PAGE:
The Trestle Engineering
Project Information

Converting Rails To Trails: The Trestle Project

The Trestle is a 1.5 mile abandoned railroad alignment purchased by Great Rivers Greenway.  It is the same railroad alignment that connects from the McKinley Bridge to Branch Street and was renovated in 2007 as part of the McKinley Bridge Bikeway. 

Turning Rails to Trails, The Trestle project is a paved bike path and walking path beginning at Branch Street, where it will connect with the Riverfront Trail and the existing McKinley Bridge Bikeway. 

The Trestle is elevated above North Market Street adjacent to Produce Row, the city's fruit and vegetable wholesale district and continues as it crosses over Interstate 70.  Making your way across the paved bike path and walking path, you will see views of downtown St. Louis, the Mississippi River and the adjacent neighborhoods.  The Trestle touches down near the intersection of Howard and Hadley Avenues just north of the Stan Musial Veterans Memorial Bridge. 

Status

Rails To Trails Timeline

2005: Great Rivers Greenway purchased the Trestle with the vision of turning abandoned rails to trails.

2007: Great Rivers Greenway initiated work to develop a conceptual plan for developing the trestle into a linear public park and greenway, converting unused rails to trails.  Over the past several years, detailed engineering plans have been prepared in anticipation of construction. 

2010: Great Rivers Greenway hired a construction management firm to work with the design team to recommend strategies to construct the project in phases as well as identify construction methods for renovating the elevated deck.  It was identified that the Trestle could be constructed in two phases and Great Rivers Greenway is determining the best strategy to move towards construction in the next several years.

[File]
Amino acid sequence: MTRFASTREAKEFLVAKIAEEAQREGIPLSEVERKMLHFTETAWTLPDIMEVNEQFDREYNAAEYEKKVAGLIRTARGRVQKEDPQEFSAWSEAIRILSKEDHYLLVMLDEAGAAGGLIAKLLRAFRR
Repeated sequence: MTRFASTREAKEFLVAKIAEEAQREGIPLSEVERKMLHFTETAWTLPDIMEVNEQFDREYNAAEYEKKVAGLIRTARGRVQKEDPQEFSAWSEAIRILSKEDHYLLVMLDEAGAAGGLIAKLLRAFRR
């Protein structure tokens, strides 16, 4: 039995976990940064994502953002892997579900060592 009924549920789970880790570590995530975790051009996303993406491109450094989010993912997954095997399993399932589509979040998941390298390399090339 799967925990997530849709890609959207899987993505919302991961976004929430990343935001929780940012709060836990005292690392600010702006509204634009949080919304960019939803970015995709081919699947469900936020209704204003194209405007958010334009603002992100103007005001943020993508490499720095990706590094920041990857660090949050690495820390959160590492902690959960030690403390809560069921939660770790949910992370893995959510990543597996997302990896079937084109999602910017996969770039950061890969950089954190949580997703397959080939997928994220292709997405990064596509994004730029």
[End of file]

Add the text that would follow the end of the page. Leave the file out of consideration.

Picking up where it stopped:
Mid 2011-October 2012: Great Rivers Greenway began work to develop plans to paint the portion of the Trestle over Interstate 70.  The painting of the Trestle began during the summer of 2012 and was completed in October 2012. 

Today: Great Rivers Greenway is working on identifying trail connections from both ends of the elevated segment of the Trestle to improve the connectivity for pedestrians and bicyclists along the paved bike path and walking path.

Branch Street at the northern end of the Trestle would provide a connection from the neighborhoods west of I-70 to the Trestle, the paved bike path at McKinley Bridge and the Riverfront walking trail. The District is currently working with the City of St. Louis, the Missouri Dept. of Transportation, residents, businesses and community leaders on plans to establish a safe and accessible pedestrian and bike path along Branch Street.

On the southern end of the Trestle, Great Rivers Greenway is working with the City of St. Louis to identify a solution for a walking path that would connect the Trestle at the intersection of Howard and Hadley Streets towards downtown St. Louis.   Preliminary planning is underway on this segment.

Click here to learn more about how Great Rivers Greenway is turning rails to trails and the Trestle project.


Partners City of St. Louis, Grace Hill Neighborhood Services, Missouri Department of Transportation 

The Trestle

Photos
The Trestle Alignment
The Trestle Alignment
By: Unknown
The Trestle View of Downtown
The Trestle View of Downtown
By: Unknown
Comments from the Community
Comments from the Community
By: Unknown
Iron Horse Public Forum
Iron Horse Public Forum
By: Unknown
The Trestle from the street
The Trestle from the street
By: Unknown
On the Trestle
On the Trestle
By: Unknown
Photos from the Greenways Image Library
Residents listen to architects & planners on the project in June 2013.
Residents listen to architects...
By: Michael Kilfoy, Studio X
More than 200 people attended the Trestle Open House on June 18, 2013.
More than 200 people attended...
By: Michael Kilfoy, Studio X
View of Trestle over I-70 with construction of new highway ramps
View of Trestle over I-70...
By: Todd Antoine
Painting of the Trestle from northbound I-70
Painting of the Trestle from...
By: Todd Antoine